The main purpose of an anomaly detection algorithm is to identify atypical data that do not conform to other data.

The problem is not simple. That is because it is not necessarily known in advance what characterises an anomaly. It is therefore up to the algorithm to learn an appropriate metric, with which to detect anomalies within the data.

Use cases encountered by our customers include:

- bank transaction fraud issues;
- the detection of material failures or damage as part of the optimisation of the predictive maintenance framework.

The detection of anomalies is usually an unsupervised learning technique that involves detecting data samples with characteristics which are very different to those of other samples.

For this, a first approach (theorised, for example, by the lean manufacturing and 6 sigma methods) involves calculating the mean and the standard deviation of the data to determine a “probability density” function. This function is then used to calculate the probability of the existence of an atypical sample of data. The rule is as follows: the sample is considered abnormal if this probability is below a certain threshold.

A threshold makes it possible to isolate anomalies – it can be fixed or adaptable. An adaptable threshold is constantly updated and adapts to the data in real time.

These techniques are very effective, but other more modern methods with which to recognise anomalies in data have been developed in recent years.

The isolation forest is used to calculate an anomaly score for each observation in a data set. This score gives a measure of the normality of each observation based on the data set. To calculate this score, the algorithm isolates the relevant data in a recursive way. It chooses a variable at random and sets a cut-off threshold at random, before evaluating whether this makes it possible to isolate a particular observation.

This type of algorithm is preferable in the case of a large-scale mathematical problem (with a large number of observations and variables).

## Operation illustration

In the following example, forest isolation is applied to data that contains two variables (x and y) and a single anomaly (the extreme point that appears in red on the graph).

## Principle of the algorithm

**Result :** You have understood the idea! In our example, just 3 splits (also known as “separations”) are enough to isolate the sample in red (a supposed anomaly, due to its distance from the other data). However, in the mass of data (i.e. “normal” data), it would have taken perhaps between 100 and 400 splits to isolate a sample.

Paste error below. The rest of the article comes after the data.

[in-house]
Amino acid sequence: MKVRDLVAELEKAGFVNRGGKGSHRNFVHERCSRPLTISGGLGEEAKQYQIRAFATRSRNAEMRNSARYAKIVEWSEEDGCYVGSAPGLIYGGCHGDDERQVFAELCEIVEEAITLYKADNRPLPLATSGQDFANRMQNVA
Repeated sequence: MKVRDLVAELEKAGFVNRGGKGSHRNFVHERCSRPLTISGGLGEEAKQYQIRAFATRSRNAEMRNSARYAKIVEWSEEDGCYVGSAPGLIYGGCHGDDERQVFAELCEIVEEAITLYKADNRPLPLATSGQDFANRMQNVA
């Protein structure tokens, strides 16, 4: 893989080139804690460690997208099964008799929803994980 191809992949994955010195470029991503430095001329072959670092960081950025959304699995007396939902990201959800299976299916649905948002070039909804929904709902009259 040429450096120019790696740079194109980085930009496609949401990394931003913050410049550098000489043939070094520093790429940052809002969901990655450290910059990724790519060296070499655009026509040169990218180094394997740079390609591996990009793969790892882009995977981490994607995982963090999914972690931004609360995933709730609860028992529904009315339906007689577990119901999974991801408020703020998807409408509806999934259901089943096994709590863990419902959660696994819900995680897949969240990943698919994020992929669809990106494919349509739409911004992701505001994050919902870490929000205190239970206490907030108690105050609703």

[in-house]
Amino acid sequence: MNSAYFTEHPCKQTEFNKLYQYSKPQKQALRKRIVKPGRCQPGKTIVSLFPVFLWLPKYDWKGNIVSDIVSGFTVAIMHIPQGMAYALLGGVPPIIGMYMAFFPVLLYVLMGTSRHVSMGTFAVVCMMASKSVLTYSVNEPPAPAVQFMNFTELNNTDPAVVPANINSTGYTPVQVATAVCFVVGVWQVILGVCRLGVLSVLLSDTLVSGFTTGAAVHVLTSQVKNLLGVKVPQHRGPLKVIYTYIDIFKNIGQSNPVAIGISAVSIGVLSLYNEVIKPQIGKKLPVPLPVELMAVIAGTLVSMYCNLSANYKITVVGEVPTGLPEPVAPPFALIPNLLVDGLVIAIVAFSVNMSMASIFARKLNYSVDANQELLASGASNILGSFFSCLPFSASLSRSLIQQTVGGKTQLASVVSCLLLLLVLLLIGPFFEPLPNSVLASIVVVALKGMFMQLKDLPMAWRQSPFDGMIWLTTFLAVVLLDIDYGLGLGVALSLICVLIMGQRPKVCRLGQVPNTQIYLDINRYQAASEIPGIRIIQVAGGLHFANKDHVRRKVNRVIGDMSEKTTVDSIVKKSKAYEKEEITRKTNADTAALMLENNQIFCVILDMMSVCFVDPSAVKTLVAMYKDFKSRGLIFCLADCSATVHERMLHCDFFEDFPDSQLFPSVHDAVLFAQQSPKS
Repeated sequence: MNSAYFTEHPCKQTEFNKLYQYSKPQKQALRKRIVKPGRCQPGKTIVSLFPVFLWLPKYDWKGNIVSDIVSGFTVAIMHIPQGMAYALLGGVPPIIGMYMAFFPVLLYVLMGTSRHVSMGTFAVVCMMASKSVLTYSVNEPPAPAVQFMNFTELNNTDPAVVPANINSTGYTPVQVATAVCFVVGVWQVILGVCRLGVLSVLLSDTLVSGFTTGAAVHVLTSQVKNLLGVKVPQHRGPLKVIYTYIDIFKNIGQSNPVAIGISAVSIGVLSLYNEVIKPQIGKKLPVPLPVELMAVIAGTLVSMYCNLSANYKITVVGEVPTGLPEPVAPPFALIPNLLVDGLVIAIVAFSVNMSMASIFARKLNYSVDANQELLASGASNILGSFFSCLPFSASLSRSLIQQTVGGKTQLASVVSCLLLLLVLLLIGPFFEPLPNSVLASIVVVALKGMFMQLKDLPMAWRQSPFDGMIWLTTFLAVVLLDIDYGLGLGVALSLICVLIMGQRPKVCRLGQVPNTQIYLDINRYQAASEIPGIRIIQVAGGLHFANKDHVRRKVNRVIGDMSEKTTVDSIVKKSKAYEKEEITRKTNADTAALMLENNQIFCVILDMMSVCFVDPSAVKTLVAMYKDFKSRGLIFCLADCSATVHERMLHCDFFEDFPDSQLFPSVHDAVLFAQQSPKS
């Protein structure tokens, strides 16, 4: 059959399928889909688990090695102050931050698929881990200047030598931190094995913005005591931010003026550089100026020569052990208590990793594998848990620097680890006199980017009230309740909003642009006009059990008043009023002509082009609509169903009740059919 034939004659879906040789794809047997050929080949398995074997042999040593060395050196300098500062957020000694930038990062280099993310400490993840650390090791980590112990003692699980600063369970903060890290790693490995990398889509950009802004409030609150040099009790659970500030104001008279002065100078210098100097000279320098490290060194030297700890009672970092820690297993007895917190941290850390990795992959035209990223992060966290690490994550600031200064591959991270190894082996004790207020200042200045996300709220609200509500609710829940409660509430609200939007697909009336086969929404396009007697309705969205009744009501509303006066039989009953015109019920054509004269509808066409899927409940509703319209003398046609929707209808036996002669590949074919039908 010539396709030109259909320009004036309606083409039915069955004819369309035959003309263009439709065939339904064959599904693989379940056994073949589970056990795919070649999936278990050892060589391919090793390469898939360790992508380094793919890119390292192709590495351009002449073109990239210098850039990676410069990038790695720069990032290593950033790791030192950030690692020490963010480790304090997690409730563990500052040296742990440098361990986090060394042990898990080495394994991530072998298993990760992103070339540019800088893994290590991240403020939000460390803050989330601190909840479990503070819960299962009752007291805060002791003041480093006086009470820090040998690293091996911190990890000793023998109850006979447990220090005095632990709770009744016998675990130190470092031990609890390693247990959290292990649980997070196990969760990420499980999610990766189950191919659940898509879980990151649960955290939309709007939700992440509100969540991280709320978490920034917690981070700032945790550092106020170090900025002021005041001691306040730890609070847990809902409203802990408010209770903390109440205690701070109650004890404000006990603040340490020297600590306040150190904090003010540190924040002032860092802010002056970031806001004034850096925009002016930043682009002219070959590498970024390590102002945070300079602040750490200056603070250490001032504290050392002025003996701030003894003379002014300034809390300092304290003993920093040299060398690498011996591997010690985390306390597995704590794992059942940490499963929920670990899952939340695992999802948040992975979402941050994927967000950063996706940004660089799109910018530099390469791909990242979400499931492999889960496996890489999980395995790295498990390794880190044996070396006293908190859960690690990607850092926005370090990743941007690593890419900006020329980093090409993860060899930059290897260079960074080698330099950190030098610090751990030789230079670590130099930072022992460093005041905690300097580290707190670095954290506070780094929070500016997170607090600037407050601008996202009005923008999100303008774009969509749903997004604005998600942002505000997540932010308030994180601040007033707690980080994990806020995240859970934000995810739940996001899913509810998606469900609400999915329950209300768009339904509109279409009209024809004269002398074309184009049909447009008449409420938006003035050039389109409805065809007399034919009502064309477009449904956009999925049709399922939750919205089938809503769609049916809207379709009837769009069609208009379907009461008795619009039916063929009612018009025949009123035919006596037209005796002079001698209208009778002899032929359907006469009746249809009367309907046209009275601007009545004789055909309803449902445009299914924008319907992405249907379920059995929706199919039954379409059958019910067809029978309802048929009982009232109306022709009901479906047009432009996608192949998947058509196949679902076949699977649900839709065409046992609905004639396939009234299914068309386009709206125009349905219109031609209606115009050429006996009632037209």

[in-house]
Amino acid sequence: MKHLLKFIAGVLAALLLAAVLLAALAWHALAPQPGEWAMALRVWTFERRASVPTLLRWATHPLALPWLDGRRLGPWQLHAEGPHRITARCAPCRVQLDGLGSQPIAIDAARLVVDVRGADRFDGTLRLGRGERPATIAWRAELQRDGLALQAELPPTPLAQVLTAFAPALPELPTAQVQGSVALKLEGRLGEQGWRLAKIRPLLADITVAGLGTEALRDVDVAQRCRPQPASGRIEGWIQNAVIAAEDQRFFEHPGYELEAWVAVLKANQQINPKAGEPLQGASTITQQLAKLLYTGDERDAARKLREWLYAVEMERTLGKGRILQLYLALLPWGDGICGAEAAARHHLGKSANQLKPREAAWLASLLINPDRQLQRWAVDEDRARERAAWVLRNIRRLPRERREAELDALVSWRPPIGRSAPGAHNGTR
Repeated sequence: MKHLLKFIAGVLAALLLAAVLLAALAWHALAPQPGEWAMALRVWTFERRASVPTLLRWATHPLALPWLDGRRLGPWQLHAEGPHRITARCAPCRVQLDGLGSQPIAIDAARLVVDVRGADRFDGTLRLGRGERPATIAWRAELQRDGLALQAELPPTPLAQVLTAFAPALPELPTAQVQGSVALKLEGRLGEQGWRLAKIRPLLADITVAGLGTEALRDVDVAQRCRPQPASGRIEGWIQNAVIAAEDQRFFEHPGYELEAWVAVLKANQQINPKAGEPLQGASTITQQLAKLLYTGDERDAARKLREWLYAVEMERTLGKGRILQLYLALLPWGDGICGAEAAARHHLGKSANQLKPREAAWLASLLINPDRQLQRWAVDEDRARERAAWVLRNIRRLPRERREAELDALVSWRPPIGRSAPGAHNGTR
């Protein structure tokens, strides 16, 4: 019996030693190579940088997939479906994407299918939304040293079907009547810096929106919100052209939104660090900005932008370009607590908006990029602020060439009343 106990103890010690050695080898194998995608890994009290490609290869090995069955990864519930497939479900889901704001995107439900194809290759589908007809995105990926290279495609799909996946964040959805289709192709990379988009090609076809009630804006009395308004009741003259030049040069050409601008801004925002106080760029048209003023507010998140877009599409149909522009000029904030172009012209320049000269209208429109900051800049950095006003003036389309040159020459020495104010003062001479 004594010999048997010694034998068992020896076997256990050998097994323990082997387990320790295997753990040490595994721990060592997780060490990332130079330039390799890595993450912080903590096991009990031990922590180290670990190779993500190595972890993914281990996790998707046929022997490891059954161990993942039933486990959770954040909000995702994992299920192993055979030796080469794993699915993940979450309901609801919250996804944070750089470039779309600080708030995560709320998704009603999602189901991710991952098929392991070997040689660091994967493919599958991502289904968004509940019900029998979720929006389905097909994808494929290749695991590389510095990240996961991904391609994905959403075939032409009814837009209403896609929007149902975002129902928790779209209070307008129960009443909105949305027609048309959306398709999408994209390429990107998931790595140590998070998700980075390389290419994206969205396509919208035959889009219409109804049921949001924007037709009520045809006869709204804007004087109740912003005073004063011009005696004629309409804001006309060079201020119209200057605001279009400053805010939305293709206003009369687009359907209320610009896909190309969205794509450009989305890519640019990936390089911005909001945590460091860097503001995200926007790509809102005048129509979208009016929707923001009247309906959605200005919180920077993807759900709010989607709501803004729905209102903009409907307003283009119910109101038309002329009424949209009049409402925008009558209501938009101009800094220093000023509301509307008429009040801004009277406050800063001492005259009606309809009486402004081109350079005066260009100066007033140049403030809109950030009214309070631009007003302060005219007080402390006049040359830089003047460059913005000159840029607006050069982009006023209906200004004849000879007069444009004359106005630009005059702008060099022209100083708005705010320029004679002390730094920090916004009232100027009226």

Remember: the lower the number of splits, the higher the probability that the observed sample is an anomaly.

## A forest of trees?

It should be noted that with the random splits process, it is possible to incorrectly isolate a sample from the mass of data (“normal” data). It is unlikely, but it can happen. The solution to overcome this risk of incorrectly isolating a normal sample involves generating several decision trees as estimators. Each of these trees will perform a sequence of random splits. The average of all of the results will then be considered. We can therefore disqualify the few minor errors that can be made by some of these estimators because “the majority will prevail.” Again, ensemble techniques give our results a vital robustness.

**Using the algorithm in Python**

The sklearn.ensemble.IsolationForest class is used to instantiate a forest isolation model.

## Implementation of the isolation forest algorithm

The result is conclusive: the algorithm has understood that there is an outlying point (an anomaly) in the data.

Note that in the implementation of sklearn, the threshold of points to be considered as abnormal is defined by the contamination rate. In our example, the rate of contamination is equal to 0.01 (i.e. 1%). Our data is therefore considered to contain 1% anomalies.

## To summarise…

These first three chapters have been devoted to algorithms based on decision trees. These algorithms are widely used, and are extremely effective for solving data problems.

By the way, if you are hoping to work as a data scientist, it is highly likely that interviewers will ask you to describe how one of these algorithms works.